Although he put up Rookie-of-the-Year numbers in his debut season, the former Kansas center remained a victim of the injury bug that already had cost him two entire NBA seasons. Embiid at times dominated offensively while playing 31 games for Philadelphia, but had his rookie season cut short in late January due to a meniscus tear in his left knee.
Embiid’s most recent rehab stint, at least, has gone well, he reported Tuesday, during an appearance in New York for ESPN.
“I’m doing great,” the 23-year-old big man told Michael Smith and Jemele Hill. “… I’m supposed to be back on the court in about two or three weeks. But I’m doing good. It’s been going good.”
In town to represent his franchise at the NBA Draft Lottery, in which the 76ers could end up with two choices near the top of the board, Embiid felt typically confident about serving as a lucky charm of sorts.
But if he and the organization have their way, Philadelphia will break into the playoffs in 2018 and no longer have to count on the bounces of some Ping Pong balls when planning for their future.
“Hopefully this is the last time we’re gonna be doing this,” Embiid said. “I hate losing.”
Already an NBA social media superstar, despite his limited in-game chances to date, Embiid also explained why he stays authentic to himself when he posts on Twitter and Instagram.
“Social media is a way for me to connect with fans, and I love being on social media. I love being funny on there,” Embiid said. “… Especially in Philly they show me a lot of love, and it goes all over the world, too. So I love social media.”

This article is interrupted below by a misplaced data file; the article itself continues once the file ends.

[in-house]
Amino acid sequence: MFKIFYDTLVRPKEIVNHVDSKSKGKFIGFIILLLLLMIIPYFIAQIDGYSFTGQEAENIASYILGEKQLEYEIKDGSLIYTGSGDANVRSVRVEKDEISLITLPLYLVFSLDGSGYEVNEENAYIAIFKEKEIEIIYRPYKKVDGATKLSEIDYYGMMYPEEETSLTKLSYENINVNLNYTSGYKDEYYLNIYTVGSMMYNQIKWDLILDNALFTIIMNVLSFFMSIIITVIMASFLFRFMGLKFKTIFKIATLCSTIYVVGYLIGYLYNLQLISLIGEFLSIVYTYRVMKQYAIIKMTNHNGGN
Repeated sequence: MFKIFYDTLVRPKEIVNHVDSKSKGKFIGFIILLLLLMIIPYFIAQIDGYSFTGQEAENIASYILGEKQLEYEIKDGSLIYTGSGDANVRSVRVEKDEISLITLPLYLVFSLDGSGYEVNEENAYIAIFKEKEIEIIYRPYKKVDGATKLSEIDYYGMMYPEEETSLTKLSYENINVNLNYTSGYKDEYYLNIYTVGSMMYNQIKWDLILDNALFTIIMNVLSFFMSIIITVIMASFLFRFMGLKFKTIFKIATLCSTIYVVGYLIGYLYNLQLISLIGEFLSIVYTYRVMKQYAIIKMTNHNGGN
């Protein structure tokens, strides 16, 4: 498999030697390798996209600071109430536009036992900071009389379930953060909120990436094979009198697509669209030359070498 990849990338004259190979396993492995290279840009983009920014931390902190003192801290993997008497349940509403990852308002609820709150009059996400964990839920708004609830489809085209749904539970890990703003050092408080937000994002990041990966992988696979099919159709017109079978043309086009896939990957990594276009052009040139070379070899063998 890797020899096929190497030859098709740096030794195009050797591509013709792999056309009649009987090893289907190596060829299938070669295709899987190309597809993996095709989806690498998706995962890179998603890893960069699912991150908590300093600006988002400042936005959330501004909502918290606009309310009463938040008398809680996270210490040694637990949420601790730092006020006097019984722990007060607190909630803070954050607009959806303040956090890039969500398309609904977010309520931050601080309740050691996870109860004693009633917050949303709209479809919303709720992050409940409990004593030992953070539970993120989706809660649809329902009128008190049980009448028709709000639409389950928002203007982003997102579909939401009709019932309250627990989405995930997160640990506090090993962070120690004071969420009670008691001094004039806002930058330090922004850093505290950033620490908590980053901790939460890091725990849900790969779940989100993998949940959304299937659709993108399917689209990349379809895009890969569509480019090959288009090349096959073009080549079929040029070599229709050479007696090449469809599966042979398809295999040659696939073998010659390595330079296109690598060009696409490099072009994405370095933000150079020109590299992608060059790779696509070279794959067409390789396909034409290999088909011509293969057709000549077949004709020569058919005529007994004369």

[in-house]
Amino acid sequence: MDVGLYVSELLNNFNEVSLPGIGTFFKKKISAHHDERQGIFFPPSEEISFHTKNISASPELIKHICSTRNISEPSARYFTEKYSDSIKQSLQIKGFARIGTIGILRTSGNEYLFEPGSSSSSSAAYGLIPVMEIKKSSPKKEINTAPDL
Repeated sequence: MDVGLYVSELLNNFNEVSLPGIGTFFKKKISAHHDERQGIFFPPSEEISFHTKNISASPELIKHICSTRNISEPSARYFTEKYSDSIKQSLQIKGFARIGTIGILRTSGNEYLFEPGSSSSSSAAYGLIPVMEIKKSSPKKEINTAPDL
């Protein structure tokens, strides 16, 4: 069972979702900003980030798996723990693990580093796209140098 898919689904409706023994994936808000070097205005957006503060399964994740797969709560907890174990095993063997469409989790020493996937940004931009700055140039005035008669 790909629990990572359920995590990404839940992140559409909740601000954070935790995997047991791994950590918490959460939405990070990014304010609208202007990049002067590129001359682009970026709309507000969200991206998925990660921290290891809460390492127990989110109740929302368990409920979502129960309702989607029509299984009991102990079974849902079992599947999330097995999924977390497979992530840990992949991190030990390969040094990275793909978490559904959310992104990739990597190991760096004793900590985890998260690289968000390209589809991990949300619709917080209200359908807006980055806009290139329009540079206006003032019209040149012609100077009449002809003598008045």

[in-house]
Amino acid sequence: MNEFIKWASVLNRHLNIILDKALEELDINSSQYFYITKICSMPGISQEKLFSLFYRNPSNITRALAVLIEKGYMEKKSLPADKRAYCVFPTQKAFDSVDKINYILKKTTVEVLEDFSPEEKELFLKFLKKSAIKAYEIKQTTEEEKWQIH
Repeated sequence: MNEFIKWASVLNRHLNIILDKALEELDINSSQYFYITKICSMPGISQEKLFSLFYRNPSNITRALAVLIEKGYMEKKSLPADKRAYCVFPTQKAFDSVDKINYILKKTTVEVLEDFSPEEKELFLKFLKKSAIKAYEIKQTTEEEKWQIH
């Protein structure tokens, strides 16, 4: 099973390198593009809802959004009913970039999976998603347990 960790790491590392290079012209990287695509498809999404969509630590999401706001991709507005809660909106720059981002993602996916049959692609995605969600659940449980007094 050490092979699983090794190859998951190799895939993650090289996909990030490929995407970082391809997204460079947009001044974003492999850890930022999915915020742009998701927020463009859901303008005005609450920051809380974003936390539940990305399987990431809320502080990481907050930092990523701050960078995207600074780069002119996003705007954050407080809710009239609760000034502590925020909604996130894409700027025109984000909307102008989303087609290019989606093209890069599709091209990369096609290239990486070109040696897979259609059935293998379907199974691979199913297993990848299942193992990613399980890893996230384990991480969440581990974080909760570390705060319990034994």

On that front, Smith and Hill brought up Embiid’s longstanding aspirations to go on a date with music superstar Rihanna, and because singer Kelly Rowland also was in attendance for the event, asked him to make his case to Rihanna through her friend, Rowland.
“Why should Rihanna give you a shot?” Hill asked.
“I mean, look at myself,” a grinning Embiid responded. “… I’m 7-2. I’m good-looking. You know, women usually love my accent, because I’m from Cameroon, in Africa. And I’m pretty intelligent, too.”
Seriously, though, now nearly three years removed from becoming the No. 3 pick in the draft, Embiid, who averaged 20.2 points, 7.8 rebounds and 2.1 assists for the Sixers in just 25.4 minutes a game, appears on schedule to return for the 2017-18 season. For him, that’s an even better development than Rihanna accepting his open invitation.
And — who knows — if the lottery shakes out the right way, Embiid might end up with another one-and-done KU prodigy as a 76ers teammates soon.
If Embiid is able to play a whole season for Philadelphia next year, along with 2016’s No. 1 pick, Ben Simmons, a run at a playoff berth and an end to the team’s spring lottery tradition just might be possible.
(Insert your own “Trust the Process” joke here.)
Suspended for Game 4 of his team’s second-round playoff game on Sunday, Washington forward Kelly Oubre Jr. had to watch from afar — at his home, with his father — while his teammates handled Boston without him.
The former Kansas wing’s Game 3 run-and-shove retaliation on pesky Celtics screener Kelly Olynyk earned him a flagrant 2 foul, an ejection and a seat next to Kelly Oubre Sr., due to the NBA’s decision to suspend him.
The 21-year-old, second-year pro told CSN Mid-Atlantic his natural inclination was to enjoy viewing what turned out to be a 121-102 Wizards blowout. Good old dad had to keep junior in line when a big play had him “going crazy.”
"He wasn't in a bad mood,” Oubre Jr. said of senior, “but he would just constantly remind me if I was joking about something, he would be like, 'It would be easier if you said that on the court.' But that's my dad. That's my dad for you. It's tough love and I love it."
The 6-foot-7 backup forward will be a much more active participant in Game 5 of the Boston-Washington series, tied 2-2, on Wednesday night. Oubre anticipates Celtics fans not being as excited about his return as he is. During Game 4, in D.C., Wizards supporters, who also relentlessly booed Olynyk, chanted Oubre’s name during one dead stretch. Wisely, he’s expecting the opposite response from fans in Boston for his return.
"If a whole stadium full of people are chanting my name, that's a blessing,” Oubre told CSN Mid-Atlantic. “I see what we did to Kelly Olynyk, so I'm not going to be surprised by anything."